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Pope Francis baptizes 32 children
January 13th, 2014
12:00 PM ET

Breastfeeding in church? Pope says yes

By Daniel Burke, Belief Blog Co-editor

(CNN) - Amid the iconic art in the Sistine Chapel on Sunday, Pope Francis told mothers that it's acceptable to breastfeed their children in public, even in holy sites like churches.

Children's voices, even when crying, make "the most beautiful choir of all," Francis said during a service in which he baptized 32 children.

"Some will cry because they are uncomfortable or because they are hungry," the Pope said. "If they are hungry, mothers, let them eat, no worries, because here, they are the main focus."

The Sistine Chapel, with its famous frescoes by Michelangelo, is the official chapel of the Apostolic Palace, traditionally the papal residence. Francis, though, lives in the Vatican guesthouse, Casa Santa Marta, saying it better suits his low-key style.

The Pope's remarks echo statements he made to an Italian newspaper in December in which he tied breastfeeding to the problem of global hunger.

FULL POST

- CNN Belief Blog Editor

Filed under: Catholic Church • Church • Ethics • Faith & Health • Food • gender issues • Health • Houses of worship • Mass • Pope Francis • Sacred Spaces • Women

November 25th, 2013
12:47 PM ET

Eight ways to celebrate Thanksgivukkah

By Daniel Burke, Belief Blog Co-editor

(CNN) - Break out the menurkeys and sweet potato latkes, people, it's time to celebrate Thanksgivukkah, a once-in-a-lifetime holiday.

A calendrical quirk brings the first day of Hanukkah and Thanksgiving together this Thursday for the first time since 1888. Scientists say the confluence won't occur again for another 70,000 years, give or take a millennium.

Dana Gitell, a 37-year-old marketing manager for a Jewish nonprofit in Massachusetts, is the mind behind the mashup "Thanksgivukkah."

(If you think that's a mouthful, her other ideas were "Thanksgiving-ukkah" and "Hanukkahgiving," both of which caused our spellchecker to sputter and die.)

But with the right portmanteau in place, the Thanksgivukkah idea caught fire faster than a deep-fried turkey.

FULL POST

- CNN Belief Blog Editor

Filed under: Belief • Food • Judaism • Kosher • Traditions • Trends

October 16th, 2013
11:38 AM ET

In Syria, Muslims struggle to celebrate holy day

By Saad Abedine. Hala Gorani and Laura Smith-Spark, CNN

(CNN) – Muslims throughout the world have been marking Eid al-Adha, but in war-torn Syria there is nothing to celebrate. Most people are struggling to meet the most basic of needs: food, water, and shelter.

Their plight has been highlighted by Arabic media reports which cite a fatwa, or religious ruling, by a local imam which allowed people who are desperately hungry to eat dogs and cats.

Eating dog, cat or donkey is forbidden under Islamic dietary laws.

The imam in the Yarmouk Palestinian refugee camp in the capital, Damascus, reportedly said at a mosque Friday that dog, cat and donkey meat could be eaten "after reaching a desperate need and the stores of food were inadequate to feed the population under the siege."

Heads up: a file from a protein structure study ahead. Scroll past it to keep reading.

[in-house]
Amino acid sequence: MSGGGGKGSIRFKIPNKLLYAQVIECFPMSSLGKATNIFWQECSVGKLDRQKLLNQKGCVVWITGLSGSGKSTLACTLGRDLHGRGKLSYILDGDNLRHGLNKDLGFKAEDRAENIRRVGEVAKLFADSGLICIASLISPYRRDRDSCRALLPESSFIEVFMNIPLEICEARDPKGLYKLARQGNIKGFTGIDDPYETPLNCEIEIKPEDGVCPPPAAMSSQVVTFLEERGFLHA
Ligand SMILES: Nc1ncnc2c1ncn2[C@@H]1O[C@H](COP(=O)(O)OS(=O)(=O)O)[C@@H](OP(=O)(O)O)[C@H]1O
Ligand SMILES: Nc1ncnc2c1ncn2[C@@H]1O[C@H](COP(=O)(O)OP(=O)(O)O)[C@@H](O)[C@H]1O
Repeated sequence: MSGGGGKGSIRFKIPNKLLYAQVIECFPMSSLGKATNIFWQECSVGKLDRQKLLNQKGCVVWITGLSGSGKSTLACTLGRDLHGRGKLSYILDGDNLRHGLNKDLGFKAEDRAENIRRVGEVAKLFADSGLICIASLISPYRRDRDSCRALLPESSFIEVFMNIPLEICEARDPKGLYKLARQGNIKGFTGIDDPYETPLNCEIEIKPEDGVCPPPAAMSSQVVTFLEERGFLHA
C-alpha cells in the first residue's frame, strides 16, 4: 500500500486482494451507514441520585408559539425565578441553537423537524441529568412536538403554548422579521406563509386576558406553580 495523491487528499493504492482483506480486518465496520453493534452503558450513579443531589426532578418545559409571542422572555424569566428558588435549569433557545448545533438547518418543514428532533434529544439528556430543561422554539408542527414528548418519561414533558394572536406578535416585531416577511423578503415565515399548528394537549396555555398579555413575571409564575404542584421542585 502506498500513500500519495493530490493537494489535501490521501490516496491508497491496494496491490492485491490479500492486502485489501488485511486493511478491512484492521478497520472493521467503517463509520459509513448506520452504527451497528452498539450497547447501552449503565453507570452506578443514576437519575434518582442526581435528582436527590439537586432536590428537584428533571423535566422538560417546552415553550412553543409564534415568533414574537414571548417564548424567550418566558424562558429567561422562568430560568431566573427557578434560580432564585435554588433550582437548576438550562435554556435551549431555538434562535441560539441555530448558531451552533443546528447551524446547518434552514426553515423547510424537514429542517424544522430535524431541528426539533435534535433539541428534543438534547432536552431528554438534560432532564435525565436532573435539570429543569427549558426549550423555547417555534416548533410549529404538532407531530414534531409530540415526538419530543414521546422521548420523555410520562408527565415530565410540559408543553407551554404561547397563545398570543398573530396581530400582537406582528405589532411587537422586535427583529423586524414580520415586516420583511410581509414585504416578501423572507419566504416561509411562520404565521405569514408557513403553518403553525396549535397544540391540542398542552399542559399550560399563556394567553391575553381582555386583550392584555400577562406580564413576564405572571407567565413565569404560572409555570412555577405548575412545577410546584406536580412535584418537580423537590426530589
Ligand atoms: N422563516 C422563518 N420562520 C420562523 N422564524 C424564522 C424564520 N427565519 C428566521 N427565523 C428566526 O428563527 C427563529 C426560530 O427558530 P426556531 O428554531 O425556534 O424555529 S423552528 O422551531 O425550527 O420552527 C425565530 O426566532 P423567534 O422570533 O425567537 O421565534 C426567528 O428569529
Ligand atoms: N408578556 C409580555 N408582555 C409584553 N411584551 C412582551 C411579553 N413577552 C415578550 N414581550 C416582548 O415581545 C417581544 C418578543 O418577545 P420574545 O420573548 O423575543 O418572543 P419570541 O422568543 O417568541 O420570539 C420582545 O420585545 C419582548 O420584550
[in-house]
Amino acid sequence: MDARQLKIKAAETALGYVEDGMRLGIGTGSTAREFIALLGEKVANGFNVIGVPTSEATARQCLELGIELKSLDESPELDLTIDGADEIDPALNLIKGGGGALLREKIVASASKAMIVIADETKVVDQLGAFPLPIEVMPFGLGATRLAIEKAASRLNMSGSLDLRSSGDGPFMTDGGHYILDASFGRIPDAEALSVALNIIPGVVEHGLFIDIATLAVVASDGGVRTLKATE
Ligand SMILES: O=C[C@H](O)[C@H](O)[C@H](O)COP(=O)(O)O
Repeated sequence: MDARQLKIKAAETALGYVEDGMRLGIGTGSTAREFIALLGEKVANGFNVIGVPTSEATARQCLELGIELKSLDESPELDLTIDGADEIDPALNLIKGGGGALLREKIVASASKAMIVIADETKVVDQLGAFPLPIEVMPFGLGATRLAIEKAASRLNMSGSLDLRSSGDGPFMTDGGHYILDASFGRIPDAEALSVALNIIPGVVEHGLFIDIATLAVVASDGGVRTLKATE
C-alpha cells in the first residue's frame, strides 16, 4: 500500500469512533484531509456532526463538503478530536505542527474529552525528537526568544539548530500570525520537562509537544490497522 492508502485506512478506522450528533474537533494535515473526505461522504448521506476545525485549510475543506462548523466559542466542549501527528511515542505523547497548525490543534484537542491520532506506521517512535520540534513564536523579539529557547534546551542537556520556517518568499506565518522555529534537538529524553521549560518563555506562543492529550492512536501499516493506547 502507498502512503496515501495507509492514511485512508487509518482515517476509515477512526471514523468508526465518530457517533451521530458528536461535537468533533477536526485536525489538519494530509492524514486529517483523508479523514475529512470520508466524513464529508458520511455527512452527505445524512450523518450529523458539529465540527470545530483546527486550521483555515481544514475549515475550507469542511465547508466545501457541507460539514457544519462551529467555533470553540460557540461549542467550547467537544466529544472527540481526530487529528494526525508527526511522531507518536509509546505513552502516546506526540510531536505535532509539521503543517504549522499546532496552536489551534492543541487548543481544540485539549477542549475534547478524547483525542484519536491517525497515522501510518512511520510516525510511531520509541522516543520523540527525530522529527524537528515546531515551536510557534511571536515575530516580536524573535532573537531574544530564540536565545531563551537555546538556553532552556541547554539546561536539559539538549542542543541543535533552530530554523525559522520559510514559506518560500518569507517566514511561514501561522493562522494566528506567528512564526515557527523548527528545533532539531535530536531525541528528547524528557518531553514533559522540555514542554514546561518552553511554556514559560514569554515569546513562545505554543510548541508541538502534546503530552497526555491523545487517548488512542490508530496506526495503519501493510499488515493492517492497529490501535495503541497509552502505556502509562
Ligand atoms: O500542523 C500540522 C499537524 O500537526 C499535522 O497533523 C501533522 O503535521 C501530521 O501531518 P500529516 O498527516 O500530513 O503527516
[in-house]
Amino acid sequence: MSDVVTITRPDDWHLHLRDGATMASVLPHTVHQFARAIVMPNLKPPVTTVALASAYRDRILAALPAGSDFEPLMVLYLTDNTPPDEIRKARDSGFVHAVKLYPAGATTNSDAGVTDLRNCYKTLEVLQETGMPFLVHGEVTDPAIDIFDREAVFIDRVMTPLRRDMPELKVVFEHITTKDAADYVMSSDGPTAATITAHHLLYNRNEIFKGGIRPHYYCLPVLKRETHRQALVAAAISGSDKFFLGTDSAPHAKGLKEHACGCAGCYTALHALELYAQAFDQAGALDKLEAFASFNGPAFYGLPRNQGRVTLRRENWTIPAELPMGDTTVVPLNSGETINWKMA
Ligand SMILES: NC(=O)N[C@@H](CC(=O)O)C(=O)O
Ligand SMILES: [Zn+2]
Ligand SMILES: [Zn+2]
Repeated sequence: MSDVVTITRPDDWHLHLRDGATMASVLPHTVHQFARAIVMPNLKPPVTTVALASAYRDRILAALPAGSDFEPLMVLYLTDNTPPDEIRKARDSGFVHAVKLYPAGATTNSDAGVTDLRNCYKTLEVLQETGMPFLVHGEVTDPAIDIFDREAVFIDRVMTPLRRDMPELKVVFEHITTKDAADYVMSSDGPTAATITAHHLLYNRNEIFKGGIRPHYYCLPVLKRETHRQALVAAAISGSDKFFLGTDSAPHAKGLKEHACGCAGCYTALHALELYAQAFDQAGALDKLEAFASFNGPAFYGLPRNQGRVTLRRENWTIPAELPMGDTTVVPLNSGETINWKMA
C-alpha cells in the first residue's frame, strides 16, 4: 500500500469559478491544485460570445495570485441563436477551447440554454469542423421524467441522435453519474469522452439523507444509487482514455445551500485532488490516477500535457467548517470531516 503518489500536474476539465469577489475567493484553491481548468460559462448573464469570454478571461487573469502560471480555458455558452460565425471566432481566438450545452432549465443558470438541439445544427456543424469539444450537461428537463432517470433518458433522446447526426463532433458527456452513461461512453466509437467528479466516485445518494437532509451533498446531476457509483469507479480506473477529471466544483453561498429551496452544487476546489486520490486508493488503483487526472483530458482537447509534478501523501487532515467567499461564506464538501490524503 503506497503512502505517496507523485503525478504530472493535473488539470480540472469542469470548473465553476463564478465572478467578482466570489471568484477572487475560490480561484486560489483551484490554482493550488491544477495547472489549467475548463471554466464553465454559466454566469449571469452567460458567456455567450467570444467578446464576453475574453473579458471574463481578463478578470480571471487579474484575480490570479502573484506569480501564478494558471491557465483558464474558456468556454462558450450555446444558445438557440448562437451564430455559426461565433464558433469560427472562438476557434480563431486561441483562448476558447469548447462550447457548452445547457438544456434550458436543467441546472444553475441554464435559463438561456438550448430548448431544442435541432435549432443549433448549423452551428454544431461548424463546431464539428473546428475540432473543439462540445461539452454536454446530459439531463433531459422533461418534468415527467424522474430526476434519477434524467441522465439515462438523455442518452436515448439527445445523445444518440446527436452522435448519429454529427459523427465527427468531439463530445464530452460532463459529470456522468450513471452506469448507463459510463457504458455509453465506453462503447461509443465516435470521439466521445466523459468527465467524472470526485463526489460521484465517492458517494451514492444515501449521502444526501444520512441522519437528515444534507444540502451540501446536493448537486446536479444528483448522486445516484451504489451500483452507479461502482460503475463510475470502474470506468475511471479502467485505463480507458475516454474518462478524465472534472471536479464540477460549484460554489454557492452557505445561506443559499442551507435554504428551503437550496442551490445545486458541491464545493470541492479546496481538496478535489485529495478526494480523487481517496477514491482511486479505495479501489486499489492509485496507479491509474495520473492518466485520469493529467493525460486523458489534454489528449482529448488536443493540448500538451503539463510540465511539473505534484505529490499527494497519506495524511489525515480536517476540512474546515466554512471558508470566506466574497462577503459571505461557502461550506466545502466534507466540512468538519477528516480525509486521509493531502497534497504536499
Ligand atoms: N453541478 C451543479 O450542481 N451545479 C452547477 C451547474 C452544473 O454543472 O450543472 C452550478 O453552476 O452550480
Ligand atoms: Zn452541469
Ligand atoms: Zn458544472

Yarmouk has been besieged for months by Syrian government forces seeking to flush out rebel fighters.

During the Eid al-Adha holiday, considered one of Islam's most revered observances, many Muslims around the world sacrifice a sheep and share the meat with the poor. It corresponds with the height of the Hajj, the pilgrimage to Mecca in Saudi Arabia that annually draws 2 million Muslims.

Outside Syrian, Muslims held more plentiful Eid al-Adha celebrations.

MORE ON CNN: Photos: Muslims celebrate Eid al-Adha

FULL STORY
- CNN Belief Blog Editor

Filed under: Belief • Eid al-Adha • Faith • Food • Holidays • Islam • Islamic law • Islamic law • Middle East • Muslim • Syria • Traditions

Is the 'Communion burger' in poor taste?
The "Ghost" burger at Kuma's Corner in Chicago features a "Communion wafer garnish."
October 3rd, 2013
12:50 PM ET

Is the 'Communion burger' in poor taste?

By Daniel Burke, CNN Belief Blog Co-editor

(CNN) Mmm – sacralicious?

A Chicago restaurant is pushing the boundaries of bad taste with its October Burger of the Month.

Kuma's Corner, a heavy-metal themed joint with an "Eat beef; bang your head" ethos, says its new burger is an homage to Ghost, a Swedish band that performs satanic songs in Catholic clerical garb.

"The Ghost" burger features a "Communion wafer garnish," a white, unleavened disc bearing the imprint of a cross and a crown.

FULL POST

- CNN Belief Blog Editor

Filed under: Belief • Christianity • Faith • Food

June 21st, 2013
06:19 PM ET

Pastor friend says Paula Deen can't be a racist

SAVANNAH, Georgia (CNN) - The Food Network announced Friday that it will not renew the contract of Paula Deen after she admitted using a racial epithet – but a black pastor who is friends with the celebrity chef said she "can't be a racist."

Deen apologized Friday for "the wrong that I've done," a move that follows revelations this week that she admitted saying the N-word.

But Pastor Gregory A. Tyson Sr. from First Jerusalem Missionary Baptist Church in Savannah, Georgia, defended Deen to WTOC, a CNN affiliate.

"I know her," Tyson said. "My children have been to her house. I've been to her house, I've sat on her furniture. I've been all through her house. What racist would let a black man walk all through her house?"